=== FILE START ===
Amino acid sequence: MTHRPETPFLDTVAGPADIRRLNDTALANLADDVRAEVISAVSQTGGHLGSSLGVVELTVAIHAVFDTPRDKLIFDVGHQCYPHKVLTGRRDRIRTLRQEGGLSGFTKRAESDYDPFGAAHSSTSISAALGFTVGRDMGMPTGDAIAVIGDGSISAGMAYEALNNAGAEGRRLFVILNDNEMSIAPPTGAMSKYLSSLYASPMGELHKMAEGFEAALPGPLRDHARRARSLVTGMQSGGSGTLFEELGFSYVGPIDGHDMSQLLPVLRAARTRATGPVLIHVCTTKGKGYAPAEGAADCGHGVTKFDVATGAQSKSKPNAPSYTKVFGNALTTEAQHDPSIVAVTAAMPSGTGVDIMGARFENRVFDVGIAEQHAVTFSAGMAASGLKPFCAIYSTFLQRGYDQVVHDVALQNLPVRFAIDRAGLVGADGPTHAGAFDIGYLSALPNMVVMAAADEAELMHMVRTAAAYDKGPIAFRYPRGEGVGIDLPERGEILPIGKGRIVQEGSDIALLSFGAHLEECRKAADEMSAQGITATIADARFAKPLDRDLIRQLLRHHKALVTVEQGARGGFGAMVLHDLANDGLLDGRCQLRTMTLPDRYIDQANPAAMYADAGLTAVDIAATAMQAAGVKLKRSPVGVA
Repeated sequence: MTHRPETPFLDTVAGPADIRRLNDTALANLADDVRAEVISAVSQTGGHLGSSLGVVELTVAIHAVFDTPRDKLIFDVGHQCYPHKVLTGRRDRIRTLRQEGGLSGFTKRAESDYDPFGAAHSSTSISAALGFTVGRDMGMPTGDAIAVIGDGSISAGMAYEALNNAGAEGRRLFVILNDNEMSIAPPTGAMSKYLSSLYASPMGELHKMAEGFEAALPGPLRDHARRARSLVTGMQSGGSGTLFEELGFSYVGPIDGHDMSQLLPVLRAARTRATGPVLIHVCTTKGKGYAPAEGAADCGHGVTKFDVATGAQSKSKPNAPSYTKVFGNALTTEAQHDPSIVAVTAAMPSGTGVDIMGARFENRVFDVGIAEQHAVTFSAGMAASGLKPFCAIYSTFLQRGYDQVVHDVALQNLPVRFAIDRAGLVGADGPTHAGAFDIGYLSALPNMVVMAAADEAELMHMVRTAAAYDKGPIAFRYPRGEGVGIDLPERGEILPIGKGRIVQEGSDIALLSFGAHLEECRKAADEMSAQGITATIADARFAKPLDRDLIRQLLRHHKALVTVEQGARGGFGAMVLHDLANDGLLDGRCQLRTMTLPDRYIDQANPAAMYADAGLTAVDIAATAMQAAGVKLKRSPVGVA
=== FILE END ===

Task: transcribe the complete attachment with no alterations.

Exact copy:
Amino acid sequence: MTHRPETPFLDTVAGPADIRRLNDTALANLADDVRAEVISAVSQTGGHLGSSLGVVELTVAIHAVFDTPRDKLIFDVGHQCYPHKVLTGRRDRIRTLRQEGGLSGFTKRAESDYDPFGAAHSSTSISAALGFTVGRDMGMPTGDAIAVIGDGSISAGMAYEALNNAGAEGRRLFVILNDNEMSIAPPTGAMSKYLSSLYASPMGELHKMAEGFEAALPGPLRDHARRARSLVTGMQSGGSGTLFEELGFSYVGPIDGHDMSQLLPVLRAARTRATGPVLIHVCTTKGKGYAPAEGAADCGHGVTKFDVATGAQSKSKPNAPSYTKVFGNALTTEAQHDPSIVAVTAAMPSGTGVDIMGARFENRVFDVGIAEQHAVTFSAGMAASGLKPFCAIYSTFLQRGYDQVVHDVALQNLPVRFAIDRAGLVGADGPTHAGAFDIGYLSALPNMVVMAAADEAELMHMVRTAAAYDKGPIAFRYPRGEGVGIDLPERGEILPIGKGRIVQEGSDIALLSFGAHLEECRKAADEMSAQGITATIADARFAKPLDRDLIRQLLRHHKALVTVEQGARGGFGAMVLHDLANDGLLDGRCQLRTMTLPDRYIDQANPAAMYADAGLTAVDIAATAMQAAGVKLKRSPVGVA
Repeated sequence: MTHRPETPFLDTVAGPADIRRLNDTALANLADDVRAEVISAVSQTGGHLGSSLGVVELTVAIHAVFDTPRDKLIFDVGHQCYPHKVLTGRRDRIRTLRQEGGLSGFTKRAESDYDPFGAAHSSTSISAALGFTVGRDMGMPTGDAIAVIGDGSISAGMAYEALNNAGAEGRRLFVILNDNEMSIAPPTGAMSKYLSSLYASPMGELHKMAEGFEAALPGPLRDHARRARSLVTGMQSGGSGTLFEELGFSYVGPIDGHDMSQLLPVLRAARTRATGPVLIHVCTTKGKGYAPAEGAADCGHGVTKFDVATGAQSKSKPNAPSYTKVFGNALTTEAQHDPSIVAVTAAMPSGTGVDIMGARFENRVFDVGIAEQHAVTFSAGMAASGLKPFCAIYSTFLQRGYDQVVHDVALQNLPVRFAIDRAGLVGADGPTHAGAFDIGYLSALPNMVVMAAADEAELMHMVRTAAAYDKGPIAFRYPRGEGVGIDLPERGEILPIGKGRIVQEGSDIALLSFGAHLEECRKAADEMSAQGITATIADARFAKPLDRDLIRQLLRHHKALVTVEQGARGGFGAMVLHDLANDGLLDGRCQLRTMTLPDRYIDQANPAAMYADAGLTAVDIAATAMQAAGVKLKRSPVGVA